Kids don’t walk through our doors as empty vessels, waiting to be filled. Even the newest, youngest additions to school bring with them a suitcase of imprinted memories, budding schemas, and a strong sense of self-worth.
One of our
jobs responsibilities in these beginning, formative weeks together is to unpack each of these suitcases.
Inside, we’ll find stories. We’ll uncover identities, self-efficacy, and mindsets — each of which will propel the successes and challenges ahead.
Before we can begin threading together the content that will weave a curriculum, we must extend an invitation and patiently nudge and wait, nudge and wait, nudge and wait.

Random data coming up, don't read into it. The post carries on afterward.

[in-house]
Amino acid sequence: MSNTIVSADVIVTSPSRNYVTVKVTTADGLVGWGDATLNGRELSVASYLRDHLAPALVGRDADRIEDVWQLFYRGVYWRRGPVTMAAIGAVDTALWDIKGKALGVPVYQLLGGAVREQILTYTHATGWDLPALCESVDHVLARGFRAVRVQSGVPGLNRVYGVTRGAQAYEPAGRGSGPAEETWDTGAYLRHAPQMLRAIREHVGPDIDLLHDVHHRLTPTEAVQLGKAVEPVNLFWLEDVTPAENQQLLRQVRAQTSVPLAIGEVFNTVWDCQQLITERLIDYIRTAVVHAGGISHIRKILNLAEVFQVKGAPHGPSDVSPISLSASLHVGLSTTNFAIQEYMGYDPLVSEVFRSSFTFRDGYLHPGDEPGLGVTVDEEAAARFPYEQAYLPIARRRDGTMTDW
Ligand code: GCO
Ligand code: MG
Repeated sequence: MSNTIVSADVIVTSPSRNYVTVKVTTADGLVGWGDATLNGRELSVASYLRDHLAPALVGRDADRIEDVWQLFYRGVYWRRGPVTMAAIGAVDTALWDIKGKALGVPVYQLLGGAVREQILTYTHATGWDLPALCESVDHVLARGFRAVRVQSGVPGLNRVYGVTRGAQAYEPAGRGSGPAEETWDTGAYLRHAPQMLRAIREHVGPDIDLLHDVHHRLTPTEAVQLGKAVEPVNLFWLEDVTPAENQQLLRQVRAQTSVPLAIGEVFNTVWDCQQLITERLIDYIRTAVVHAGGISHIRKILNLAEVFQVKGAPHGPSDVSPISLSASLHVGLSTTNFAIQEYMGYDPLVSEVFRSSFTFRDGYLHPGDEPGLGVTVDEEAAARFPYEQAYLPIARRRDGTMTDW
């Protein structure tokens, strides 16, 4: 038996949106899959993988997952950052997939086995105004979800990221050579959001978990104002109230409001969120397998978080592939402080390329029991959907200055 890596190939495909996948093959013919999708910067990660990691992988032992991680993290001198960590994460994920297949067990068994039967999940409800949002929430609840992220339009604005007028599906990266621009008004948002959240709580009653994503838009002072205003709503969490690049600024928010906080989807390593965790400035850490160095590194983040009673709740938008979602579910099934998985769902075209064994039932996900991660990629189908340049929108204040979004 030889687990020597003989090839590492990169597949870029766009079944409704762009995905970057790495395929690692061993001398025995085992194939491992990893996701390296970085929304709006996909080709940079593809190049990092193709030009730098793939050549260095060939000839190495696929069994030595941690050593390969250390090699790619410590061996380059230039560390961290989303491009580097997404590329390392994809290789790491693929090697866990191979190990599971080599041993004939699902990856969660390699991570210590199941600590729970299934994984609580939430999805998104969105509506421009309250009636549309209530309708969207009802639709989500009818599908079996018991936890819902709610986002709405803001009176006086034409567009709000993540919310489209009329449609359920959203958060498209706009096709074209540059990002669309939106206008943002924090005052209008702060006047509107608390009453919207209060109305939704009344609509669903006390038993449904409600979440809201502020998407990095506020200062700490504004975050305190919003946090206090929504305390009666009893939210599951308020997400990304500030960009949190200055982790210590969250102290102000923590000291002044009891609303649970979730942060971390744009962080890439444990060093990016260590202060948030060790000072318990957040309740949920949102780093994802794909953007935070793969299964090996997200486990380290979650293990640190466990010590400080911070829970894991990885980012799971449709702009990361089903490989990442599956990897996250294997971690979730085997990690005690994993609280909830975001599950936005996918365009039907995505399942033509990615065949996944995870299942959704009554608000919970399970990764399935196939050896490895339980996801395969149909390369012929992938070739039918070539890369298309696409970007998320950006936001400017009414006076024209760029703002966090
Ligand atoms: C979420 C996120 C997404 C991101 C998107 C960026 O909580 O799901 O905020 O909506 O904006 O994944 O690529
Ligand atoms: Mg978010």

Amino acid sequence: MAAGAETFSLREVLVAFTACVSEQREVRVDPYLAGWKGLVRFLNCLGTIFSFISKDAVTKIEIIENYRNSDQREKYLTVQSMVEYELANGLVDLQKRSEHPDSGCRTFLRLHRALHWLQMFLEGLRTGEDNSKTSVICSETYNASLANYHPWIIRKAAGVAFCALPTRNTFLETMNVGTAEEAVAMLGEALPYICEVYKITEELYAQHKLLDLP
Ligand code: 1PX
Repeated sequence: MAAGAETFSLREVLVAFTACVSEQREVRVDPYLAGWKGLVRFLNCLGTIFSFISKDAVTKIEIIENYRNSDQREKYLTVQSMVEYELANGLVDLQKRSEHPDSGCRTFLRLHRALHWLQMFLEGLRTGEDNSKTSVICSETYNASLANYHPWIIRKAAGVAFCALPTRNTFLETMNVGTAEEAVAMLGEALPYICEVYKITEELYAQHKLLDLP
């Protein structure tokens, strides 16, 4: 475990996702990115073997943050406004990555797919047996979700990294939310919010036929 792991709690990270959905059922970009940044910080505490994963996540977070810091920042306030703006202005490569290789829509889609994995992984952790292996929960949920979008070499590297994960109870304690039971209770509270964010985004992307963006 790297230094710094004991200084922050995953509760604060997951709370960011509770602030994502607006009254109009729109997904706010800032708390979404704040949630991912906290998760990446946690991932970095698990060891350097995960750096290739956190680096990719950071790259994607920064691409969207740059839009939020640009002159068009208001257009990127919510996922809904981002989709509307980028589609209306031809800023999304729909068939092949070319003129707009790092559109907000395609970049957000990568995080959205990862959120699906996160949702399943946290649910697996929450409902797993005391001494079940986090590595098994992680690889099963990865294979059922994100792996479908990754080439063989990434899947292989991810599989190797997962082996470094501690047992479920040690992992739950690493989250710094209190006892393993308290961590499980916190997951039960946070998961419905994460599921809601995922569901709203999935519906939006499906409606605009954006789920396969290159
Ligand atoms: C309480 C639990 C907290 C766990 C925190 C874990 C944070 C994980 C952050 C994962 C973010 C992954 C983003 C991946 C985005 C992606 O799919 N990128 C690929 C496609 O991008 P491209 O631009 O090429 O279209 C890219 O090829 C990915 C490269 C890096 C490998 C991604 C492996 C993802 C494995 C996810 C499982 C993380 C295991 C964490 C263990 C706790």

Yes, there is an invitation to write, too, and it is delivered with care, stamped FRAGILE.
The invitation to write begins on the very first day and it will return the day after that…and the day after that…and the day after that. It will return every day until it is RSVP’d Yes by every writer, every single one.
Because before the writing comes a writer.
Before engaging in meaningful, purposeful, true writing, children need to see themselves as writers who can.
Before jumping into content, before placing a child on a progression or marking up a rubric, before telling kids what and how and why they will write, give yourself permission to set it all aside.
For it is in these early weeks that we have the potential to nurture new writing identities, to strengthen or revise notions kids have made about their capabilities as writers.